The Geometry of Environment: An Introduction to Spatial Organization in Design
By Lionel March and Philip Steadman
From the Preface by Sir Leslie Martin, University of Cambridge:
This is a book about the new mathematics and architecture. One of its stated objectives is to suggest to the younger reader with a mathematical background that architecture can be an interesting and possibly an absorbing subject. The point is that if mathematics is thought of as a ‘logical pattern of entities and relationships’ then these may perhaps be seen to be reflected in the physical and spatial arrangement of buildings. Indeed precisely this same phrase ‘a logical pattern of entities and relationships’ might well be used as a generalized definition of architecture. And if we think of the subject in this way there is no doubt about the value of this book…. We become aware of another way of looking at a design problem through which we can consider more effectively and rigorously the ranges of choice that are open to us.
The book was first published in 1974, and is reprinted by Routledge in 2020.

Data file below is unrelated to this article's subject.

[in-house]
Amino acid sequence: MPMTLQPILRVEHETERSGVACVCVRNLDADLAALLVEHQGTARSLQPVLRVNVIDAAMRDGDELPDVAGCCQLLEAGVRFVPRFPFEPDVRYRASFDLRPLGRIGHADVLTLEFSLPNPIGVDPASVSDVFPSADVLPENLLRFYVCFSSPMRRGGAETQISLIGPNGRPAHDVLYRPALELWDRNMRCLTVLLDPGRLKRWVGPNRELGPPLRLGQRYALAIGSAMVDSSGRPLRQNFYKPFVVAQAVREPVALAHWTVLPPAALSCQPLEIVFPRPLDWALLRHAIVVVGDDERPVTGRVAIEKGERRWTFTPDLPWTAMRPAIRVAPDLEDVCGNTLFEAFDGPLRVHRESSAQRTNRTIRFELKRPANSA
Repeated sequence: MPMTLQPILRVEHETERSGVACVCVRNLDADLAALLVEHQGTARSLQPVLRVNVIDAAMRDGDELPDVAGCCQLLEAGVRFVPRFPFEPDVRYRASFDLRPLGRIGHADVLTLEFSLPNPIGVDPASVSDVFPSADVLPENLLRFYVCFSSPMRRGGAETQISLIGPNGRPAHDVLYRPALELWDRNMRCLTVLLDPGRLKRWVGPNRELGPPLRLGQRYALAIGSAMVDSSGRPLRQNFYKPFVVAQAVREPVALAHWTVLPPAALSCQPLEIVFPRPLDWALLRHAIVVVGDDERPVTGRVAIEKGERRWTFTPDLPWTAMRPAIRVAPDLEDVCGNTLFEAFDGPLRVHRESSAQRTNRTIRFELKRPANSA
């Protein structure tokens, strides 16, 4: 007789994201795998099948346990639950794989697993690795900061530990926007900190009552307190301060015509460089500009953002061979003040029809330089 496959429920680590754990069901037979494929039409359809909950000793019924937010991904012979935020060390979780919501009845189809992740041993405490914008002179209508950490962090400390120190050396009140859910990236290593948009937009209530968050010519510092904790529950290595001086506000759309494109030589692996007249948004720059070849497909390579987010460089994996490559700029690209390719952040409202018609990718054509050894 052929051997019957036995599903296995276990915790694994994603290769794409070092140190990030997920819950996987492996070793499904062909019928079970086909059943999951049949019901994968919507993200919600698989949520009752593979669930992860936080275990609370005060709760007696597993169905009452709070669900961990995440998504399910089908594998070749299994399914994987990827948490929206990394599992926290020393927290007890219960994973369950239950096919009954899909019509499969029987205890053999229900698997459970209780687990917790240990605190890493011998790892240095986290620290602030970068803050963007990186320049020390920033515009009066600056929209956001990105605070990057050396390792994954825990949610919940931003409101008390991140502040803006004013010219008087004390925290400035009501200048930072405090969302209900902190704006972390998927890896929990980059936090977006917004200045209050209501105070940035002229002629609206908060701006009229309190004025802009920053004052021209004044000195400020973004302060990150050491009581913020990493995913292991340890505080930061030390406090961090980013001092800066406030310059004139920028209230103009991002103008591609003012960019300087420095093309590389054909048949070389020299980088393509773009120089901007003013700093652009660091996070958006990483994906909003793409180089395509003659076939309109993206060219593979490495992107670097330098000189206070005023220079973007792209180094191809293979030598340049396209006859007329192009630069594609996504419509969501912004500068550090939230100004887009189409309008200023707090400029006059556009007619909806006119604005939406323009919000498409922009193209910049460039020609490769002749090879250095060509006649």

‘This book is a pioneer in its subject. It re-establishes the almost forgotten blend of geometry and architectural design in the context of modern developments in mathematics… The greatest asset of The Geometry of Environment is its approach to the presentation of mathematical and physical principles, with a move from the discussion of theory to its applications on architectural material that is both subtle and natural.’Town Planning Review
‘This delightful book combines architectural insight, mathematical sophistication, and the manipulative enjoyment of the inveterate puzzler to present a smorgasbord of ideas about the geometry of environment.’Britton Harris, Regional Studies
‘The clarity of expression in communicating these fundamental ideas to everyone involved in arranging our spatial and social environment marks it out as one of the best books on mathematics for architects that there has ever been.’Michael Batty, Centre for Advanced Spatial Analysis, University College London